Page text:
- Rahul Sood, CEO of gaming-betting site Unikrn, tells The Block about surviving the ICO fallout
- The firm says its community-based utility token is just getting started
It is perhaps telling that Rahul Sood responds to journalists’ emails at 3:30 a.m. There’s seemingly no stopclock for the former Microsoft executive when it comes to Unikrn, his token-based video game betting platform.
It’s a niche concept – gaming betting – but one nonetheless that in 2015 attracted high-profile investments from the likes of Mark Cuban and Ashton Kutcher for its $10 million Series A. Today, professional gamers compete in the virtual worlds of FIFA and Fortnite, linking to the Unikrn platform to generate the odds and to bet on themselves. In some parts of the world, those watching live at home make spectator bets.
Even more niche is that the bets are primarily made in tokens, not “real” money, and it’s therefore not managed by traditional institutions. Sood explains what triggered these decisions in Unikrn’s early years.
“We were struggling to get banks to pay attention to us. Banks are tough in this [betting] space. We put a call out to investors and within a couple minutes, Mark Cuban said ‘you should start building on the blockchain.'” Sood took his advice, transporting the regulatory duties of KYC and anti-money laundering to a private blockchain in 2016, which now hosts Unikrn’s four million active users’ gaming wallets and has the capacity to process 9,000 bets per second.
“We’re in a highly regulated business. It allowed us to do the entire backend. We didn’t go on blockchain to skirt the law,” Sood tells The Block. “It gives us a number of ways to spot cheating, or people playing the system.”
It wasn’t just blockchain that caught their attention, however. Due to licensing laws restricting fiat-based gambling, the company began encouraging users to make bets in Unikrn Silver, free credits earnt by playing and winning, which can be exchanged in-house for jackpot prizes. “We wanted to give people [low cost] rewards for connecting their gaming information,” he adds.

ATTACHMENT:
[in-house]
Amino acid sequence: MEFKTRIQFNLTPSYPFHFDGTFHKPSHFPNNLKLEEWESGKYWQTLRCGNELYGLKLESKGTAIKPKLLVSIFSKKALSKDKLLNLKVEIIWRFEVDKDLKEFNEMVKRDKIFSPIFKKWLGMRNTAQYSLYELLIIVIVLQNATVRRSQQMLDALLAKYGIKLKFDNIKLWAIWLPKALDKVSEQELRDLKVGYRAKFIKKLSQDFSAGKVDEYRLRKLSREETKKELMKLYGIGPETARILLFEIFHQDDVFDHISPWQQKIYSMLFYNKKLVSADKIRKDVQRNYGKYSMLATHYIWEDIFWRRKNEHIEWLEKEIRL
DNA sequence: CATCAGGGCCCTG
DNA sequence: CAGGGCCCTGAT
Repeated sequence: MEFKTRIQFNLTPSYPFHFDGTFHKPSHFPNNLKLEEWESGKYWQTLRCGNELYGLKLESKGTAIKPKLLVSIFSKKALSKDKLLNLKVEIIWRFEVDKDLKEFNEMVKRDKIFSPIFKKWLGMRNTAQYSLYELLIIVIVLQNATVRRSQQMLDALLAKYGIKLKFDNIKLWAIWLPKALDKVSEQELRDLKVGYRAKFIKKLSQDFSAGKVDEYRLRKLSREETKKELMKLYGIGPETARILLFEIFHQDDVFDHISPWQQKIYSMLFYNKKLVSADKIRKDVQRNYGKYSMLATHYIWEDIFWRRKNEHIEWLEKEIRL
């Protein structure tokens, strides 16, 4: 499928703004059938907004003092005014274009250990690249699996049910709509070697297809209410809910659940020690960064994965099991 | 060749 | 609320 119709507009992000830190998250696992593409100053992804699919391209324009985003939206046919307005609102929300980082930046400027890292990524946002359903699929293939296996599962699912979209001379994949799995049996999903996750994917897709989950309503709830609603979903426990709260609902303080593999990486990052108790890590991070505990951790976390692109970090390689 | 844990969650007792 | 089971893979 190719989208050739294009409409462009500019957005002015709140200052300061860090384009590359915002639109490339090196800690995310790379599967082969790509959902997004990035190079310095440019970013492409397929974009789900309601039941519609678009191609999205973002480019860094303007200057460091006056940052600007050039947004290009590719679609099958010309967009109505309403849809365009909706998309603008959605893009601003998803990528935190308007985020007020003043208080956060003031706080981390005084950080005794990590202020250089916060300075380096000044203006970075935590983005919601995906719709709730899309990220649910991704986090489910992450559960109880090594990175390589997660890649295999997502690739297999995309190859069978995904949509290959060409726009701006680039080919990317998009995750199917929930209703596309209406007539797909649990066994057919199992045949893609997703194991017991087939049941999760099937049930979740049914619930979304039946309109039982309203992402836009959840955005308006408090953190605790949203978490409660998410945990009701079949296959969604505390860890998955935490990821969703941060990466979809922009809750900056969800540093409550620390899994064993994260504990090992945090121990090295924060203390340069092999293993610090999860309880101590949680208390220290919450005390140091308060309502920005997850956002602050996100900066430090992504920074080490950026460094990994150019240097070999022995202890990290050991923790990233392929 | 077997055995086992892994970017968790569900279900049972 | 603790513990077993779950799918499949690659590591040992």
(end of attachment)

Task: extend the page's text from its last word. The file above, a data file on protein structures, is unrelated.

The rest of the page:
As a result, when ICO mania reached its peak in 2017, Unikrn was already using a token-based system. It’s no big surprise then that the company launched its own ERC-20 token, Unikoin Gold – essentially an upgraded, monetary version of Unikrn Silver. This provided new waves of users the opportunity to place “real” stakes on their performance, allowing them to ‘pay for play’ with the token and then cash out beyond the platform.
However, while Unikrn’s ICO raised 112,000 ether ($31.4 million at the time), Sood says he remains skeptical of others in the field.
“I think generally the ICO space in 2017 was driven by greed and false promises,” he says. “Unfortunately, even the good companies got caught up in the noise of it all, but I believe there will be a serious cleanup in this space. Of the 2,000 coins that were created, I’d estimate around 90-95% will amount to nothing.”
Unikoin Gold, he says, is one of the lucky 10%, as shown by the token actually working as opposed to being relegated to “just a concept.” As for uptake, there are currently 7.5k individual Unikoin Gold holders, where at least 50% of the token’s circulation is purportedly concentrated among gamers who are incentivised to return to the site.
Not for the faint-hearted
Surviving the ICO fallout – if Unikrn truly has – is just the start. After that, there are years of intensive building, fundraising, and of course a regulatory minefield to navigate.
To be sure, Unikrn has had its own share of criticism. Reports broke last year that a class-action had been launched against them for issuing an unregistered security. Sood insists it’s only one person and isn’t a concern.